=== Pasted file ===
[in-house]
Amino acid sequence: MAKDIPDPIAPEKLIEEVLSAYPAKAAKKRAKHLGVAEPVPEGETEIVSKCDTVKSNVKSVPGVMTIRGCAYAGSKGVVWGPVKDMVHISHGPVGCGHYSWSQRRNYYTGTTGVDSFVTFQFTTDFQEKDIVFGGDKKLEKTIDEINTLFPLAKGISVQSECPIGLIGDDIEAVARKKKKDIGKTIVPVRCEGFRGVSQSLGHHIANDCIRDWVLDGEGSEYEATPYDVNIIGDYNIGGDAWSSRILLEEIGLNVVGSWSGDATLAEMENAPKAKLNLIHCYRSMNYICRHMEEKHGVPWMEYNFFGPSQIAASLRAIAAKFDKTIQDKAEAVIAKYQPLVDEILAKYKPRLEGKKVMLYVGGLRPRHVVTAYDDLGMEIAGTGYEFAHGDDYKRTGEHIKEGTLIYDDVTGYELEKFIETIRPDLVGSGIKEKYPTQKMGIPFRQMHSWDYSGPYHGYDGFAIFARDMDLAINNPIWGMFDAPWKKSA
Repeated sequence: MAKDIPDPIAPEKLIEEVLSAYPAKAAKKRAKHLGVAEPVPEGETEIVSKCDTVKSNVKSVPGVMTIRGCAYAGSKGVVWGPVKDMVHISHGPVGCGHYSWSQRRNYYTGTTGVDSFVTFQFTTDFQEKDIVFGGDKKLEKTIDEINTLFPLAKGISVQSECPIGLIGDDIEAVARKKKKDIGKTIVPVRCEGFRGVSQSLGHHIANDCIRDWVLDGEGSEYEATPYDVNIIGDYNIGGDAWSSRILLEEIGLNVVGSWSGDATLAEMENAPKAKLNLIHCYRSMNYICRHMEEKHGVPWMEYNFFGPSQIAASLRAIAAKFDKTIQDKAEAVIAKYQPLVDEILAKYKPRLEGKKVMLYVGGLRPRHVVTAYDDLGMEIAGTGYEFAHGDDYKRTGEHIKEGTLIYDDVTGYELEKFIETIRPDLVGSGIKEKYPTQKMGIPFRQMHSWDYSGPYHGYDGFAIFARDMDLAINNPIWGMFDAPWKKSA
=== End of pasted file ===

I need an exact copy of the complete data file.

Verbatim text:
[in-house]
Amino acid sequence: MAKDIPDPIAPEKLIEEVLSAYPAKAAKKRAKHLGVAEPVPEGETEIVSKCDTVKSNVKSVPGVMTIRGCAYAGSKGVVWGPVKDMVHISHGPVGCGHYSWSQRRNYYTGTTGVDSFVTFQFTTDFQEKDIVFGGDKKLEKTIDEINTLFPLAKGISVQSECPIGLIGDDIEAVARKKKKDIGKTIVPVRCEGFRGVSQSLGHHIANDCIRDWVLDGEGSEYEATPYDVNIIGDYNIGGDAWSSRILLEEIGLNVVGSWSGDATLAEMENAPKAKLNLIHCYRSMNYICRHMEEKHGVPWMEYNFFGPSQIAASLRAIAAKFDKTIQDKAEAVIAKYQPLVDEILAKYKPRLEGKKVMLYVGGLRPRHVVTAYDDLGMEIAGTGYEFAHGDDYKRTGEHIKEGTLIYDDVTGYELEKFIETIRPDLVGSGIKEKYPTQKMGIPFRQMHSWDYSGPYHGYDGFAIFARDMDLAINNPIWGMFDAPWKKSA
Repeated sequence: MAKDIPDPIAPEKLIEEVLSAYPAKAAKKRAKHLGVAEPVPEGETEIVSKCDTVKSNVKSVPGVMTIRGCAYAGSKGVVWGPVKDMVHISHGPVGCGHYSWSQRRNYYTGTTGVDSFVTFQFTTDFQEKDIVFGGDKKLEKTIDEINTLFPLAKGISVQSECPIGLIGDDIEAVARKKKKDIGKTIVPVRCEGFRGVSQSLGHHIANDCIRDWVLDGEGSEYEATPYDVNIIGDYNIGGDAWSSRILLEEIGLNVVGSWSGDATLAEMENAPKAKLNLIHCYRSMNYICRHMEEKHGVPWMEYNFFGPSQIAASLRAIAAKFDKTIQDKAEAVIAKYQPLVDEILAKYKPRLEGKKVMLYVGGLRPRHVVTAYDDLGMEIAGTGYEFAHGDDYKRTGEHIKEGTLIYDDVTGYELEKFIETIRPDLVGSGIKEKYPTQKMGIPFRQMHSWDYSGPYHGYDGFAIFARDMDLAINNPIWGMFDAPWKKSA